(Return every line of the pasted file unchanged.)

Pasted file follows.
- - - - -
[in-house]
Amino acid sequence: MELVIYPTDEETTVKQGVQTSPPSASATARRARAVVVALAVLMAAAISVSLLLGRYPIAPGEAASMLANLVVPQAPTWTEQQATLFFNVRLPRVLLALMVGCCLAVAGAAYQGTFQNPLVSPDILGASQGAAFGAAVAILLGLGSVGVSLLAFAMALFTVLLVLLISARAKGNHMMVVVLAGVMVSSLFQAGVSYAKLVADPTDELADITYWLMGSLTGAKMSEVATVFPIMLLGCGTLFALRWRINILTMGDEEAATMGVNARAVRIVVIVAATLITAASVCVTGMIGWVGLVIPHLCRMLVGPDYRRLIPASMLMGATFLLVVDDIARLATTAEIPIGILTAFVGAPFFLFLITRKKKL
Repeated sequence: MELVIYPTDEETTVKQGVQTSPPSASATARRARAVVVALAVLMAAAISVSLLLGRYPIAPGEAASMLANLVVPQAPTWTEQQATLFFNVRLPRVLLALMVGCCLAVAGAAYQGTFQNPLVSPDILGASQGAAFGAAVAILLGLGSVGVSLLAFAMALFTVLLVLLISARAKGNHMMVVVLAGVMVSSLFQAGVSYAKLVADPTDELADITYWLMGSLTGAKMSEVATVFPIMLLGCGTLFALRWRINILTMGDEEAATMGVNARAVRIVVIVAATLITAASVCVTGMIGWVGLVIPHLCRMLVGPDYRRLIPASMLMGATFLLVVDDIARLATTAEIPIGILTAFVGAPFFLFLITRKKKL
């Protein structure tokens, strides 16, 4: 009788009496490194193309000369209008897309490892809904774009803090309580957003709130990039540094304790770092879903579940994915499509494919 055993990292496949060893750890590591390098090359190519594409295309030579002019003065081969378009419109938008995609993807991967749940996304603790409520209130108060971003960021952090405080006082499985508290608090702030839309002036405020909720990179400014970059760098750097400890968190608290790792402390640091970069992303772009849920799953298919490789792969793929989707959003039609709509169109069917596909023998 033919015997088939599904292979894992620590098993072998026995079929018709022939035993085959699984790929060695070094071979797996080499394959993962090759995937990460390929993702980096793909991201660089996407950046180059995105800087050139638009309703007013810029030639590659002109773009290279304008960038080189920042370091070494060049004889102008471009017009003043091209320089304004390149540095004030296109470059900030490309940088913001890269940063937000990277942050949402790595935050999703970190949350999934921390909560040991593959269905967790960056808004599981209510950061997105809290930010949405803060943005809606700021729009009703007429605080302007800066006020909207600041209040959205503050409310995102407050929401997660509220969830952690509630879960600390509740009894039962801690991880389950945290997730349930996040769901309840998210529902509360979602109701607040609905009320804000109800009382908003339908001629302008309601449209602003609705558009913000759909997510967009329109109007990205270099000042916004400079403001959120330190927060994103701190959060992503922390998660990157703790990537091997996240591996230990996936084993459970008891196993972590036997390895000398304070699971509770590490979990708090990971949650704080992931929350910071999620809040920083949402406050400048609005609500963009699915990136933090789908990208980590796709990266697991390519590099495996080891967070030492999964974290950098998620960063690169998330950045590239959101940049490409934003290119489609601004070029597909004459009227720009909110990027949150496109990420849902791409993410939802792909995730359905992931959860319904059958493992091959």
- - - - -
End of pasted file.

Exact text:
[in-house]
Amino acid sequence: MELVIYPTDEETTVKQGVQTSPPSASATARRARAVVVALAVLMAAAISVSLLLGRYPIAPGEAASMLANLVVPQAPTWTEQQATLFFNVRLPRVLLALMVGCCLAVAGAAYQGTFQNPLVSPDILGASQGAAFGAAVAILLGLGSVGVSLLAFAMALFTVLLVLLISARAKGNHMMVVVLAGVMVSSLFQAGVSYAKLVADPTDELADITYWLMGSLTGAKMSEVATVFPIMLLGCGTLFALRWRINILTMGDEEAATMGVNARAVRIVVIVAATLITAASVCVTGMIGWVGLVIPHLCRMLVGPDYRRLIPASMLMGATFLLVVDDIARLATTAEIPIGILTAFVGAPFFLFLITRKKKL
Repeated sequence: MELVIYPTDEETTVKQGVQTSPPSASATARRARAVVVALAVLMAAAISVSLLLGRYPIAPGEAASMLANLVVPQAPTWTEQQATLFFNVRLPRVLLALMVGCCLAVAGAAYQGTFQNPLVSPDILGASQGAAFGAAVAILLGLGSVGVSLLAFAMALFTVLLVLLISARAKGNHMMVVVLAGVMVSSLFQAGVSYAKLVADPTDELADITYWLMGSLTGAKMSEVATVFPIMLLGCGTLFALRWRINILTMGDEEAATMGVNARAVRIVVIVAATLITAASVCVTGMIGWVGLVIPHLCRMLVGPDYRRLIPASMLMGATFLLVVDDIARLATTAEIPIGILTAFVGAPFFLFLITRKKKL
């Protein structure tokens, strides 16, 4: 009788009496490194193309000369209008897309490892809904774009803090309580957003709130990039540094304790770092879903579940994915499509494919 055993990292496949060893750890590591390098090359190519594409295309030579002019003065081969378009419109938008995609993807991967749940996304603790409520209130108060971003960021952090405080006082499985508290608090702030839309002036405020909720990179400014970059760098750097400890968190608290790792402390640091970069992303772009849920799953298919490789792969793929989707959003039609709509169109069917596909023998 033919015997088939599904292979894992620590098993072998026995079929018709022939035993085959699984790929060695070094071979797996080499394959993962090759995937990460390929993702980096793909991201660089996407950046180059995105800087050139638009309703007013810029030639590659002109773009290279304008960038080189920042370091070494060049004889102008471009017009003043091209320089304004390149540095004030296109470059900030490309940088913001890269940063937000990277942050949402790595935050999703970190949350999934921390909560040991593959269905967790960056808004599981209510950061997105809290930010949405803060943005809606700021729009009703007429605080302007800066006020909207600041209040959205503050409310995102407050929401997660509220969830952690509630879960600390509740009894039962801690991880389950945290997730349930996040769901309840998210529902509360979602109701607040609905009320804000109800009382908003339908001629302008309601449209602003609705558009913000759909997510967009329109109007990205270099000042916004400079403001959120330190927060994103701190959060992503922390998660990157703790990537091997996240591996230990996936084993459970008891196993972590036997390895000398304070699971509770590490979990708090990971949650704080992931929350910071999620809040920083949402406050400048609005609500963009699915990136933090789908990208980590796709990266697991390519590099495996080891967070030492999964974290950098998620960063690169998330950045590239959101940049490409934003290119489609601004070029597909004459009227720009909110990027949150496109990420849902791409993410939802792909995730359905992931959860319904059958493992091959």